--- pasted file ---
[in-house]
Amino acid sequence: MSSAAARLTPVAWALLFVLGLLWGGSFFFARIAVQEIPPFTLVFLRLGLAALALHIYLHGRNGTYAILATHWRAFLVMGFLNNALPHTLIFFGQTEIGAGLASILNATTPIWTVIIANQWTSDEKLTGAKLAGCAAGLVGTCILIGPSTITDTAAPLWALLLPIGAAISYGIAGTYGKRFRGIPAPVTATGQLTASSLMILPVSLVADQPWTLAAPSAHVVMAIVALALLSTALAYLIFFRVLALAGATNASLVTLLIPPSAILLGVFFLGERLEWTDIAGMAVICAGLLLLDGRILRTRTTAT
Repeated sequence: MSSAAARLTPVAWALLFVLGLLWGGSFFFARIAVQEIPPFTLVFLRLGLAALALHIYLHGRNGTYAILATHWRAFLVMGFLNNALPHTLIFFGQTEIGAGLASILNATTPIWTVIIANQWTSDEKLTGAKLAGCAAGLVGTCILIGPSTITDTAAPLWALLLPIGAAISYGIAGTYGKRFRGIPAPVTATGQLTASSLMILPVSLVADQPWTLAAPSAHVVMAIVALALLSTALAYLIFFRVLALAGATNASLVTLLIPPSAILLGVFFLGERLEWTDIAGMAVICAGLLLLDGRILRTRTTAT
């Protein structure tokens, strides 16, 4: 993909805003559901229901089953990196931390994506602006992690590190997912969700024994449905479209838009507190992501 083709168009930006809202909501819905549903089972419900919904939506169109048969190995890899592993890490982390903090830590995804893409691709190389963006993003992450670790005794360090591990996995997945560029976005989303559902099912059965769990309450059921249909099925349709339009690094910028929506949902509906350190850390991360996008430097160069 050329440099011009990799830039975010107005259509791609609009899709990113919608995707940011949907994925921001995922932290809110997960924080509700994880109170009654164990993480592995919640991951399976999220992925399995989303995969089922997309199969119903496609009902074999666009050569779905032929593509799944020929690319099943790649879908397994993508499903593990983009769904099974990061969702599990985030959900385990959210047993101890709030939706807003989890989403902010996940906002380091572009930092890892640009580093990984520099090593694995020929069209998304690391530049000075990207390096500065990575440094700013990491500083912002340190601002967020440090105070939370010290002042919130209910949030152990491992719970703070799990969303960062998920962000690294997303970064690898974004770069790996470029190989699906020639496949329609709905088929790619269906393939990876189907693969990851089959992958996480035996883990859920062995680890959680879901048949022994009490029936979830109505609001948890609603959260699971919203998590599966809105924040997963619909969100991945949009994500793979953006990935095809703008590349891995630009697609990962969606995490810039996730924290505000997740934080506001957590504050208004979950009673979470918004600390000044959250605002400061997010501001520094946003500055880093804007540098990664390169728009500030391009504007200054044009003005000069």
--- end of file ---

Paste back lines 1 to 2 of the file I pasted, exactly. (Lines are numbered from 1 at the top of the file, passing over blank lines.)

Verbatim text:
[in-house]
Amino acid sequence: MSSAAARLTPVAWALLFVLGLLWGGSFFFARIAVQEIPPFTLVFLRLGLAALALHIYLHGRNGTYAILATHWRAFLVMGFLNNALPHTLIFFGQTEIGAGLASILNATTPIWTVIIANQWTSDEKLTGAKLAGCAAGLVGTCILIGPSTITDTAAPLWALLLPIGAAISYGIAGTYGKRFRGIPAPVTATGQLTASSLMILPVSLVADQPWTLAAPSAHVVMAIVALALLSTALAYLIFFRVLALAGATNASLVTLLIPPSAILLGVFFLGERLEWTDIAGMAVICAGLLLLDGRILRTRTTAT